“Friends! Brethren! Countrymen!–That worst of plagues, the detested tea, shipped for this port by the East India Company, is now arrived in the harbor.”
The day the colonists dumped thousand of pounds of tea into Boston Harbor turned out to be one of the most important in American history. Dubbed the Boston Tea Party, this act of protest was both defiant and illegal. It sent a message to the British government that the colonists were fed up with unfair treatment—and it lit the fuse that ignited the American Revolution.
So what in the world was so important about tea?
In colonial times, Boston was the capital of the Massachusetts Bay colony, one of the original thirteen American colonies. About 16,000 people lived there, making Boston one of the biggest colonial towns and most important ports. Boston’s shores were lined with wharves and warehouses. The winding streets were dotted with brick buildings—stores, workshops, newspaper offices, churches, meeting halls, homes, schools, and taverns.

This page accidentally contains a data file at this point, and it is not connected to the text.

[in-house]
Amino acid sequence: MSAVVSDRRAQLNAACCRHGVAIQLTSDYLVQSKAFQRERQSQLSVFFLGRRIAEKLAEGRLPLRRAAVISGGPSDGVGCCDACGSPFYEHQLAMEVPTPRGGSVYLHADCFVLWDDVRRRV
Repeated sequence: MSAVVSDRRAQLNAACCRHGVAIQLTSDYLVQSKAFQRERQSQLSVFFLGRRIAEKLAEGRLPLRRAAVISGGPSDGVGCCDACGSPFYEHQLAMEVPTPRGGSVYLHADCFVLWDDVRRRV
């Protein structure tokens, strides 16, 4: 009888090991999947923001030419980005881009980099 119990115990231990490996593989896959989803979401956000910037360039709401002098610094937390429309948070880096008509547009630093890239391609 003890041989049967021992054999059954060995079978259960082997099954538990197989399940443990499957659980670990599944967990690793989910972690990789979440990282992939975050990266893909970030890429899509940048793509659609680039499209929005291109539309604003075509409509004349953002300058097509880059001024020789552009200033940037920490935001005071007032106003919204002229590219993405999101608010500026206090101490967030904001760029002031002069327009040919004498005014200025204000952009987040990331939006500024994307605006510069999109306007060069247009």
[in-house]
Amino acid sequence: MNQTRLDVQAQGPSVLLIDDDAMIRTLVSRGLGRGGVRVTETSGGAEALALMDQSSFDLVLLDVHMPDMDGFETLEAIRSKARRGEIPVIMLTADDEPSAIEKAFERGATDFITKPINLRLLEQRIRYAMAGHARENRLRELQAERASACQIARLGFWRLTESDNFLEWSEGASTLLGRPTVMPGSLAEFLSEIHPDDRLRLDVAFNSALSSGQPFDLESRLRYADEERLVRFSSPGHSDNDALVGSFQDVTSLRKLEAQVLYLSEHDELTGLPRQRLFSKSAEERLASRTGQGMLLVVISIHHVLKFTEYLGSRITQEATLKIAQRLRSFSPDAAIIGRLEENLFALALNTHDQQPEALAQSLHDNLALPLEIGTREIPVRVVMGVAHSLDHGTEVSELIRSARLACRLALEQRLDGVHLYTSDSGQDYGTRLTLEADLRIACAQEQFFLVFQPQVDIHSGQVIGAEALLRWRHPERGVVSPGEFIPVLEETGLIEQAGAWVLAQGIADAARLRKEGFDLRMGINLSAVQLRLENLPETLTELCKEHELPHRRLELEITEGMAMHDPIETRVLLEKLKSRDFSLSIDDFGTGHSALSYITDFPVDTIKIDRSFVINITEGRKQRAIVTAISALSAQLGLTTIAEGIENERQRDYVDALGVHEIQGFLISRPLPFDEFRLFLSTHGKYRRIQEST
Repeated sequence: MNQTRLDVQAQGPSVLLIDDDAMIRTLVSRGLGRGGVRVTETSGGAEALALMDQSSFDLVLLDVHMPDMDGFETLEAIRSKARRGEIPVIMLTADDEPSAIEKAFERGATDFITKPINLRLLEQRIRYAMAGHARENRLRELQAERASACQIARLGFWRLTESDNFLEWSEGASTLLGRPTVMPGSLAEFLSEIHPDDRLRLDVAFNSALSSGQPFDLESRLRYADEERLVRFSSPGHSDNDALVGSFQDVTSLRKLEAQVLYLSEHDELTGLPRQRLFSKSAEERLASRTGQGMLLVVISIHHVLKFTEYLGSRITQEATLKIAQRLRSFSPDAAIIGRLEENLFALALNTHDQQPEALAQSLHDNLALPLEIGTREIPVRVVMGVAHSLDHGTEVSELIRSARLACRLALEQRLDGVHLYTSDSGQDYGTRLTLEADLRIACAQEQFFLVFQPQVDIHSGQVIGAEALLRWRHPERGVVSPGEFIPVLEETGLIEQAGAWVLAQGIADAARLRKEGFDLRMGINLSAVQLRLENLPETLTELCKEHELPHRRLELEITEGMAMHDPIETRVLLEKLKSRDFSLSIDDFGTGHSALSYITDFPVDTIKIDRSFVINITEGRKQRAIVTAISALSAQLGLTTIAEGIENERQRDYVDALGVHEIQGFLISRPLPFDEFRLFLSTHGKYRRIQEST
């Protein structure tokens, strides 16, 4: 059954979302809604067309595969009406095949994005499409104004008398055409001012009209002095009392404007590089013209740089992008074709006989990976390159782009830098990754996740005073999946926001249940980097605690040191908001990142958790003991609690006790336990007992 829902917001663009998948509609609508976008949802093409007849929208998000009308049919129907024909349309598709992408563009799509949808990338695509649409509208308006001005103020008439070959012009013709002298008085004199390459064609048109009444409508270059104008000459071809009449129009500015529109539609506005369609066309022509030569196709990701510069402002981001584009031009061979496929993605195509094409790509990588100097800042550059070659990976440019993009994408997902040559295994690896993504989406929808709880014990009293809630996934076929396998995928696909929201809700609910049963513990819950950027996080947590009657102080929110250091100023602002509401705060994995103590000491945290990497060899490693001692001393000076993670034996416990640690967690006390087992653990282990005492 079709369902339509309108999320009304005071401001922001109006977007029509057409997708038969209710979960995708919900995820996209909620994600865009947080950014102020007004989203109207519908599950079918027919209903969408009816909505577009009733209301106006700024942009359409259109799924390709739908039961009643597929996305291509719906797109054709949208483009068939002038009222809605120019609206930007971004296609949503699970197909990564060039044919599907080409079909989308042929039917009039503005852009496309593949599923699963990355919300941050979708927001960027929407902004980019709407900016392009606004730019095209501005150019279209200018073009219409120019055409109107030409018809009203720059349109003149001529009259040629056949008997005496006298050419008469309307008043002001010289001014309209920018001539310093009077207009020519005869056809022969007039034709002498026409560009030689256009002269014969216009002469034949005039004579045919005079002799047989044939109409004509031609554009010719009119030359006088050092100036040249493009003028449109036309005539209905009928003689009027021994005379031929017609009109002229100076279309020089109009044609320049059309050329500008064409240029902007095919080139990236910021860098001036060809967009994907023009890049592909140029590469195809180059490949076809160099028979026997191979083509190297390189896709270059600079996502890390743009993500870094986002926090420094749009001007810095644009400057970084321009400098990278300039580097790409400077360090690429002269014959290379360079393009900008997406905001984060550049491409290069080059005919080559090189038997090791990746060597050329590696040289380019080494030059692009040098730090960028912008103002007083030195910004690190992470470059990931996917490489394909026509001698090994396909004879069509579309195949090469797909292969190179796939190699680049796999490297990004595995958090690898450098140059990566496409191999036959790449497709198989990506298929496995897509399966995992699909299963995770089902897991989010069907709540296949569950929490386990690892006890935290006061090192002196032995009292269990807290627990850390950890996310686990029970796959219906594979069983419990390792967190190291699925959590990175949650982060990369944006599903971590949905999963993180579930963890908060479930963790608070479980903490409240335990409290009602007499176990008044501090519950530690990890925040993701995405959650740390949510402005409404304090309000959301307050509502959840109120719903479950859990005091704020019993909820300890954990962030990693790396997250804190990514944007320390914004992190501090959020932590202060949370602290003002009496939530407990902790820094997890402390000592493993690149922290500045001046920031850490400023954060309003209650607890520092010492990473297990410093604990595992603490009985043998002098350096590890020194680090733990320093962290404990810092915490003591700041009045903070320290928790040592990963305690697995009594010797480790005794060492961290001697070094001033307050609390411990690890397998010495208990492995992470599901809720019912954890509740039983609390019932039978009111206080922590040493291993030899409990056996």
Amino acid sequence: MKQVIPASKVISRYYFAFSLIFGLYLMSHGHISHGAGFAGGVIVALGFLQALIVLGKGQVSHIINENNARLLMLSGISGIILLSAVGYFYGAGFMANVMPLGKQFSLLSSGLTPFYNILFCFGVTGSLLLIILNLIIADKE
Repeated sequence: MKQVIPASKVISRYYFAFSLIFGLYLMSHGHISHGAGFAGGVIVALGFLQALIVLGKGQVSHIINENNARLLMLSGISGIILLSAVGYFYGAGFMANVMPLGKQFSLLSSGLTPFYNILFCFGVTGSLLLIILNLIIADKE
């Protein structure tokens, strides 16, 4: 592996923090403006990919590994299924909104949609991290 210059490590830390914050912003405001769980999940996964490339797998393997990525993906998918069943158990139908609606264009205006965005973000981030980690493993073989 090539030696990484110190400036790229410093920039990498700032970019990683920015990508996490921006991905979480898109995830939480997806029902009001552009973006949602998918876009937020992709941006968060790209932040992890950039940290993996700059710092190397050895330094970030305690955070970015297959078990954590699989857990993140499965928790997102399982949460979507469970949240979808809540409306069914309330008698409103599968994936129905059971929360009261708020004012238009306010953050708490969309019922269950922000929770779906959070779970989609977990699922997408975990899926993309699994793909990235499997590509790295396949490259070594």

Like all the colonies, Massachusetts was part of the British Empire. A royal governor appointed by the king was the head honcho in Massachusetts, but the colonists also elected their own assembly to pass local laws and set taxes. Although the colonists were allowed some self-government, they were subject to lots of restrictions under British law. For example, they were only allowed to trade goods with Britain.
Under this system, the colonists pushed for more freedom and often the British government pushed back. In 1765, the British Parliament gave the colonists a particularly hard push, passing the Stamp Act, which required a direct tax be paid on every piece of paper used for printing in the colonies—newspapers, legal contracts, licenses, even playing cards. The colonists had never had to pay a tax like this before. And they were especially angry because they didn’t have any say in the matter. Even though they had their own local assemblies, the colonists weren’t allowed to elect representatives to Parliament.